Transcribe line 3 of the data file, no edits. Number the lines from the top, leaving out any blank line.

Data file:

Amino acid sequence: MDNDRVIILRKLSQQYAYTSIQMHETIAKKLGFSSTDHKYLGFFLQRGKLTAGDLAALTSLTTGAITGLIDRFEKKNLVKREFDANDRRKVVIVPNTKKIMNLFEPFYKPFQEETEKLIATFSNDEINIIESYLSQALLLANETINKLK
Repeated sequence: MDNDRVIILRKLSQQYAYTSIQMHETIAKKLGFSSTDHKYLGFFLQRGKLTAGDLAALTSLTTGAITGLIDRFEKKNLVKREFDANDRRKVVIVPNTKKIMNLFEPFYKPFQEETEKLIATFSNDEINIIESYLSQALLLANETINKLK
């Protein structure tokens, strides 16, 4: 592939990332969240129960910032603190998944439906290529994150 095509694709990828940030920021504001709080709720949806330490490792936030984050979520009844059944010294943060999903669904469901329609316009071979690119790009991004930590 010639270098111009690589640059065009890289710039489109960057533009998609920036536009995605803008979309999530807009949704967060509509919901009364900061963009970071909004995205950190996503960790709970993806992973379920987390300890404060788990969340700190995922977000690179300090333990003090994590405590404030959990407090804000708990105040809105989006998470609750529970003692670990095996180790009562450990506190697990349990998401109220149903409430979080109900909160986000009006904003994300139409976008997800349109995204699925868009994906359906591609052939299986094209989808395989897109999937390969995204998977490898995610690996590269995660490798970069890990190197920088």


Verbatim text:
């Protein structure tokens, strides 16, 4: 592939990332969240129960910032603190998944439906290529994150 095509694709990828940030920021504001709080709720949806330490490792936030984050979520009844059944010294943060999903669904469901329609316009071979690119790009991004930590 010639270098111009690589640059065009890289710039489109960057533009998609920036536009995605803008979309999530807009949704967060509509919901009364900061963009970071909004995205950190996503960790709970993806992973379920987390300890404060788990969340700190995922977000690179300090333990003090994590405590404030959990407090804000708990105040809105989006998470609750529970003692670990095996180790009562450990506190697990349990998401109220149903409430979080109900909160986000009006904003994300139409976008997800349109995204699925868009994906359906591609052939299986094209989808395989897109999937390969995204998977490898995610690996590269995660490798970069890990190197920088």